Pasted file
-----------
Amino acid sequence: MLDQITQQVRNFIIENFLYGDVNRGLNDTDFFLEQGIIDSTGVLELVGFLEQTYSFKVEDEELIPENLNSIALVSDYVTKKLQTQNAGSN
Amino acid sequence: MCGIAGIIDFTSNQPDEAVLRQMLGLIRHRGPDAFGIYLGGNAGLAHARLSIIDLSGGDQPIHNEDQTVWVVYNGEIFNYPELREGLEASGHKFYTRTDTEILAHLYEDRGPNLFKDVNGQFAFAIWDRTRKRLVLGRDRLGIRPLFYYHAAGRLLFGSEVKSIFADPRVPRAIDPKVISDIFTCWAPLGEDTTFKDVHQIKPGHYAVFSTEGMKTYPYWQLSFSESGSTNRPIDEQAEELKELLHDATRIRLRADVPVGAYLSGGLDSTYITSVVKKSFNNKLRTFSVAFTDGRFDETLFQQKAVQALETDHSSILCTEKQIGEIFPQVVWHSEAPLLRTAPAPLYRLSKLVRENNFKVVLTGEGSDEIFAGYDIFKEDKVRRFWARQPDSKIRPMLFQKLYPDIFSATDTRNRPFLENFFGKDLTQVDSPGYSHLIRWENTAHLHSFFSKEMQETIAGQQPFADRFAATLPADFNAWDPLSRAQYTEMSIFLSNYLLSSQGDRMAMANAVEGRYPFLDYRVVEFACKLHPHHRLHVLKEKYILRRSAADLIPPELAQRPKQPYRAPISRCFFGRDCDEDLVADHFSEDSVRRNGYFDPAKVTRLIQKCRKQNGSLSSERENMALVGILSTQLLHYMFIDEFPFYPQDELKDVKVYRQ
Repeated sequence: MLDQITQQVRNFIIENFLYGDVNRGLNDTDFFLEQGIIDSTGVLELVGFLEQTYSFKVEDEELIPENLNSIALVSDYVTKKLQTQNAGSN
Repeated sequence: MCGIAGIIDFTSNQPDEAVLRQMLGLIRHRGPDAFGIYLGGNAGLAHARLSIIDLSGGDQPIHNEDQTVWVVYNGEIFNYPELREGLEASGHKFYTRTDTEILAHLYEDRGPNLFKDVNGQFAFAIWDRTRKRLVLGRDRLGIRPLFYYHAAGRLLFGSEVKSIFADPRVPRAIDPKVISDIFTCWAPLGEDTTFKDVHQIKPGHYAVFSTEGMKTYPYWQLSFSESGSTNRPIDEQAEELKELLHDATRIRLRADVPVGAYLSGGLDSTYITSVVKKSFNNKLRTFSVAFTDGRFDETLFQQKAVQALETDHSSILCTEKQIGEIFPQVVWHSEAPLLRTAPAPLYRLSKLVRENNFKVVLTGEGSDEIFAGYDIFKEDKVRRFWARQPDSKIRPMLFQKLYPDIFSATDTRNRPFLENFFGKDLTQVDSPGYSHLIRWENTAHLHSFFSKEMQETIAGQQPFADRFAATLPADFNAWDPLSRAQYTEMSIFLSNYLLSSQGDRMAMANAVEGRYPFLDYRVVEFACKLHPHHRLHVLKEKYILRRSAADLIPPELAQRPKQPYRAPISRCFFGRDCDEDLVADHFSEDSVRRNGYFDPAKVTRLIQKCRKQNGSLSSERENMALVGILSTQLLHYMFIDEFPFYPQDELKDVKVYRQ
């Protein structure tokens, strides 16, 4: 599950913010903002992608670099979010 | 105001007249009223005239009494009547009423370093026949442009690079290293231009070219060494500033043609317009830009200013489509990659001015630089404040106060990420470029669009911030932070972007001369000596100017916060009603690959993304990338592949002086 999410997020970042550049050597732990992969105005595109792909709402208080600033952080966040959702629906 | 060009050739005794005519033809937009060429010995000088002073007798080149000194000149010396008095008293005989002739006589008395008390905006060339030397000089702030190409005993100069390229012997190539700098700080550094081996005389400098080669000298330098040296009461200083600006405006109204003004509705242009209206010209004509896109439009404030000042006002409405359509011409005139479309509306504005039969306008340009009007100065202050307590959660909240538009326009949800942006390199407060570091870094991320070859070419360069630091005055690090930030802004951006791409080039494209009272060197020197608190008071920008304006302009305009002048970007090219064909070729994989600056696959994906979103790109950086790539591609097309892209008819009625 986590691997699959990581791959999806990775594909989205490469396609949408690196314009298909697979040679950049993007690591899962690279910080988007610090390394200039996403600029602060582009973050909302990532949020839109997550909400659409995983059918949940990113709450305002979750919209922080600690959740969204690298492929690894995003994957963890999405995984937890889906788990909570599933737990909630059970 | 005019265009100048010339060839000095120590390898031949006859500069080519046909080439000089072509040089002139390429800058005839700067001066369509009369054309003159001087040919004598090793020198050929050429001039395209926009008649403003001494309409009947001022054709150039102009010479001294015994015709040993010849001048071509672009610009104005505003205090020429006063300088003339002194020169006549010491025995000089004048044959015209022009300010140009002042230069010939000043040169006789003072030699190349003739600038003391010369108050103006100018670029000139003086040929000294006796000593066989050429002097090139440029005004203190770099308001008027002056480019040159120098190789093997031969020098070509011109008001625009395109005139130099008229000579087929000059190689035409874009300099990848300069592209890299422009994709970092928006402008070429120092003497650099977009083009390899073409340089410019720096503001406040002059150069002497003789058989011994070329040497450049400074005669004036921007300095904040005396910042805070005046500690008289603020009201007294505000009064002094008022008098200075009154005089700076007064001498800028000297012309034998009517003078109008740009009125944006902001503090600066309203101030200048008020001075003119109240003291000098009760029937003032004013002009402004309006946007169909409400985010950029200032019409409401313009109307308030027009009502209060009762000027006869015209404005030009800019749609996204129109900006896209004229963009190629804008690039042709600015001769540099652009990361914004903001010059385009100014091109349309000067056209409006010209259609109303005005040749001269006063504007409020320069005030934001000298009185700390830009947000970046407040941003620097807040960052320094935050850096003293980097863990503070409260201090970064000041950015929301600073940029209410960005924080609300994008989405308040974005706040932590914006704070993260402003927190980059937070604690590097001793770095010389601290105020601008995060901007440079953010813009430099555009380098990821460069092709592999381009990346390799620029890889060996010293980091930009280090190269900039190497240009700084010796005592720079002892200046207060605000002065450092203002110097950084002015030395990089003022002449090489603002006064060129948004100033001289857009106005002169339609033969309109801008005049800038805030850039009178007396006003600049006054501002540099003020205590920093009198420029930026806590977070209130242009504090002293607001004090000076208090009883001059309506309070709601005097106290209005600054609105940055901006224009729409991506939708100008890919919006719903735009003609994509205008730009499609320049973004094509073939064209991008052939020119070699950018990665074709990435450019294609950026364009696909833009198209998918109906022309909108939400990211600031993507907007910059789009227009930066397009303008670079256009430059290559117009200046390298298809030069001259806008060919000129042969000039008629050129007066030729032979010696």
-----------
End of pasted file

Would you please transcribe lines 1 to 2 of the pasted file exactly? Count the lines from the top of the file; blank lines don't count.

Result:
Amino acid sequence: MLDQITQQVRNFIIENFLYGDVNRGLNDTDFFLEQGIIDSTGVLELVGFLEQTYSFKVEDEELIPENLNSIALVSDYVTKKLQTQNAGSN
Amino acid sequence: MCGIAGIIDFTSNQPDEAVLRQMLGLIRHRGPDAFGIYLGGNAGLAHARLSIIDLSGGDQPIHNEDQTVWVVYNGEIFNYPELREGLEASGHKFYTRTDTEILAHLYEDRGPNLFKDVNGQFAFAIWDRTRKRLVLGRDRLGIRPLFYYHAAGRLLFGSEVKSIFADPRVPRAIDPKVISDIFTCWAPLGEDTTFKDVHQIKPGHYAVFSTEGMKTYPYWQLSFSESGSTNRPIDEQAEELKELLHDATRIRLRADVPVGAYLSGGLDSTYITSVVKKSFNNKLRTFSVAFTDGRFDETLFQQKAVQALETDHSSILCTEKQIGEIFPQVVWHSEAPLLRTAPAPLYRLSKLVRENNFKVVLTGEGSDEIFAGYDIFKEDKVRRFWARQPDSKIRPMLFQKLYPDIFSATDTRNRPFLENFFGKDLTQVDSPGYSHLIRWENTAHLHSFFSKEMQETIAGQQPFADRFAATLPADFNAWDPLSRAQYTEMSIFLSNYLLSSQGDRMAMANAVEGRYPFLDYRVVEFACKLHPHHRLHVLKEKYILRRSAADLIPPELAQRPKQPYRAPISRCFFGRDCDEDLVADHFSEDSVRRNGYFDPAKVTRLIQKCRKQNGSLSSERENMALVGILSTQLLHYMFIDEFPFYPQDELKDVKVYRQ